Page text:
Washington (CNN) -- The morning that the federal government reopened after 16 days of political stalemate, President Barack Obama stood at the podium in the State Dining Room of The White House. He didn't smile.
"Those of us who have the privilege to serve this country have an obligation to do our job as best we can. We come from different parties, but we are Americans first," he said.
He then chastised Republican lawmakers, blaming them for the shutdown and drama over the debt ceiling that he called "completely unnecessary" and said damaged "our economy."
Fresh from what most are calling an undisputed political victory over the conservatives, the President didn't seem in a conciliatory mood.
His body language said it all: Enough already.
A long history, a strained relationship
Obama has more than three years left in his presidency and the next battle is just months away because the deal approved by Congress that he signed only funds the government through early January and only extends U.S. borrowing authority until early February.
From his bully pulpit on Thursday, Obama invoked his professorial tone and implored Congress that their working relationship "has to change."
"Because we've all got a lot of work to do on behalf of the American people and that includes the hard work of regaining their trust," Obama said.
This episode was only the latest in a series of confrontations between the President and Congress. To say that his relationship with the legislative branch has been strained might be the political understatement of the decade.
The biggest battle was over Obamacare, which passed the Democratic-controlled Congress in 2010. But the past year alone has seen fierce wrangling over the administration's response to the deadly terror attack in September 2012 on the U.S. diplomatic mission in Benghazi, Libya.
And there was the major fiscal cliff impasse over budget cuts and tax increases last March and in the first excruciating battle over spending and the debt limit in the summer of 2011.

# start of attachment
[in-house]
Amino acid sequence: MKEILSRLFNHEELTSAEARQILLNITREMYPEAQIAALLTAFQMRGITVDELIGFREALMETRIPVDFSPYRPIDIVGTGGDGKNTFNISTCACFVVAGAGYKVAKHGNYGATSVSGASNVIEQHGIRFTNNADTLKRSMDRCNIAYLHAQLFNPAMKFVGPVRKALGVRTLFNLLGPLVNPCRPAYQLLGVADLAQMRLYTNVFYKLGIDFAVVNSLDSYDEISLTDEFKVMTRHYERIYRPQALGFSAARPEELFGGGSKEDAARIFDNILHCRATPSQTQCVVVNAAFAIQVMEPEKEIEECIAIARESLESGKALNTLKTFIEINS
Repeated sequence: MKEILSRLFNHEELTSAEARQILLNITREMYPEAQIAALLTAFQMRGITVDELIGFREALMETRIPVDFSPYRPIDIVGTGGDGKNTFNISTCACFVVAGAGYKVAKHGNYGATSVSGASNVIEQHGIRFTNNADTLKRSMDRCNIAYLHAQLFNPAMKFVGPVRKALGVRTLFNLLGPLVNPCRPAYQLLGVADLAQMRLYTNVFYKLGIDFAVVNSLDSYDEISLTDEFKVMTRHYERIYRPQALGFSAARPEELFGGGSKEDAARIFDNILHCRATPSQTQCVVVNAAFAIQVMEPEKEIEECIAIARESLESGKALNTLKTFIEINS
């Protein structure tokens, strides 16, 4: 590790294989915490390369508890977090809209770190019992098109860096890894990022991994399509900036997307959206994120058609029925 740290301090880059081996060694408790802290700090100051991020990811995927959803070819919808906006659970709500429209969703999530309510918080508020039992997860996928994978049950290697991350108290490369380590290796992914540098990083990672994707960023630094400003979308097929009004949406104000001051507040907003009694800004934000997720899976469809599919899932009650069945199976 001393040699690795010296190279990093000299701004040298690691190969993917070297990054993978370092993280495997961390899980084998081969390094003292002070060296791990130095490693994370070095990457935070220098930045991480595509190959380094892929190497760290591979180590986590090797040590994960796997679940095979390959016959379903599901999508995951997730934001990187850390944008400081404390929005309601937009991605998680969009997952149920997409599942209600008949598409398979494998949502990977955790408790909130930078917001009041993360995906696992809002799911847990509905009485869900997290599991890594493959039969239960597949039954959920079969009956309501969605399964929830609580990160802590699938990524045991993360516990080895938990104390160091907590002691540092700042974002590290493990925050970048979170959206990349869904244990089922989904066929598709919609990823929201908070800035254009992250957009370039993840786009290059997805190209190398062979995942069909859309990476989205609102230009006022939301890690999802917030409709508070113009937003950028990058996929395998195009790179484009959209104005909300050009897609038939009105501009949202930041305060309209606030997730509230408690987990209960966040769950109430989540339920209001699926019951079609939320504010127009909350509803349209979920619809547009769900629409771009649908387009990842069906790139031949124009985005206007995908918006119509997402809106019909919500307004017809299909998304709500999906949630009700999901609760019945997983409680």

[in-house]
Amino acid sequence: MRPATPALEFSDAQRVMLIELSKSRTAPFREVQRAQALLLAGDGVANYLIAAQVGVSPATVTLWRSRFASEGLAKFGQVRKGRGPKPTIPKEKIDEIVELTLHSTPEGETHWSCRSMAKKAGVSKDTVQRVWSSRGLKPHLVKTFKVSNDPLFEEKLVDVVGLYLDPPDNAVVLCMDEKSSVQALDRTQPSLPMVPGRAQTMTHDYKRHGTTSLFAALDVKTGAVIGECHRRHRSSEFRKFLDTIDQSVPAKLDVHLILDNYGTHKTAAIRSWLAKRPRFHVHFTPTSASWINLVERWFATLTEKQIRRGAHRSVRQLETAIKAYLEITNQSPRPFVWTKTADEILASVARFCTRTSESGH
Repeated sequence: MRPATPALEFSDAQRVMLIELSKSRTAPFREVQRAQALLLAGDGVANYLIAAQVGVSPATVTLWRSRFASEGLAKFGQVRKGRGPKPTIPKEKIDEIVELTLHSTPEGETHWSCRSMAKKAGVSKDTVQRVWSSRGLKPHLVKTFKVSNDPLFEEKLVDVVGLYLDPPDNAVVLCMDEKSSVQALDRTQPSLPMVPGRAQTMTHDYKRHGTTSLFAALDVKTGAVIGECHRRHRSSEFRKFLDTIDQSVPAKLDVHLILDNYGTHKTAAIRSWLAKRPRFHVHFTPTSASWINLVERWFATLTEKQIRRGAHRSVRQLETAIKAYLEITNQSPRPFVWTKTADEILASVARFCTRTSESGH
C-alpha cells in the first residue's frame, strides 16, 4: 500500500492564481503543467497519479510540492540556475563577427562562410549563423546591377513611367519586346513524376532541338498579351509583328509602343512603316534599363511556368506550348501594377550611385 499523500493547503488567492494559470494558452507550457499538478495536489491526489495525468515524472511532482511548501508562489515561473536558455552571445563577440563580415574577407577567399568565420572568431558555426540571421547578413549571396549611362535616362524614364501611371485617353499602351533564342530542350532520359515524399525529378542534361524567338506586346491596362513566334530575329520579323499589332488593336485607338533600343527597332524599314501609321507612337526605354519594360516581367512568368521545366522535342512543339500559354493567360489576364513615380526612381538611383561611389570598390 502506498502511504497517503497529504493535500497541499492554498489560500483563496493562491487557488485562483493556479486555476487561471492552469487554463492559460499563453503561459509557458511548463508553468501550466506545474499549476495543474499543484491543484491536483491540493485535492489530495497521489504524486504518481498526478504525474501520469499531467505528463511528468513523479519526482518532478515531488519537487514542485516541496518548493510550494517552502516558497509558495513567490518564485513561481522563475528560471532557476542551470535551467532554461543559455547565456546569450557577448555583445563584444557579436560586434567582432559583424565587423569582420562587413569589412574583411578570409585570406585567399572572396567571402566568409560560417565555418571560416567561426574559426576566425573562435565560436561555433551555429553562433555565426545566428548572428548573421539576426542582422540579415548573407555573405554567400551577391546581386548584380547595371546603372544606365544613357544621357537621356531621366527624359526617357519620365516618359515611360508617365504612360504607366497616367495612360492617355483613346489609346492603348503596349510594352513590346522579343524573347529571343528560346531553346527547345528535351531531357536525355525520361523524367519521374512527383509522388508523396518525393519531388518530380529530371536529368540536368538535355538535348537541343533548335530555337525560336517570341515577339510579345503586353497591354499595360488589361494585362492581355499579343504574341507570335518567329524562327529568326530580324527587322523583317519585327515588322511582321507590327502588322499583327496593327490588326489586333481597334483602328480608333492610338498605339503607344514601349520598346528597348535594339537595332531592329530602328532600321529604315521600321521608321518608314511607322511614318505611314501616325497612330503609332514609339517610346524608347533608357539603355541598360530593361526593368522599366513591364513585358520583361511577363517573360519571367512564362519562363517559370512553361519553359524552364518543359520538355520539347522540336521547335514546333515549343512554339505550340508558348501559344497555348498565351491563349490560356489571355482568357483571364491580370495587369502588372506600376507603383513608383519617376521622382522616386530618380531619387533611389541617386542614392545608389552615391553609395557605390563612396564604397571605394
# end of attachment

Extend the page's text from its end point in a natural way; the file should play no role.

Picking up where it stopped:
There has also been tension over Syria and Iran.
'Bottom of the barrel'
While he said "there are no winners," Obama used the moment to press his agenda. He urged Congress to determine the government's spending and priorities for 2014 and beyond.
He also urged lawmakers to pass an overdue farm bill that sets the country's farming priorities and pays for food assistance.
He wants the House to take up the immigration reform bill, which the Senate passed earlier this year, and has called for a return to "regular order," where Congress approves budgets, reconciles differences and gets things done.
"The American people are completely fed up with Washington," he said, reflecting polls that show support for Congress at historic lows.
It's an ambitious agenda, especially for a government fresh off a debilitating few weeks and tensions between the two branches are high and trust is low.
One former Democratic member of Congress, Dan Glickman, who represented Kansas for 18 years and currently sits on the political reform commission at the Bipartisan Policy Center, said that the shutdown showdown brought about one bright spot.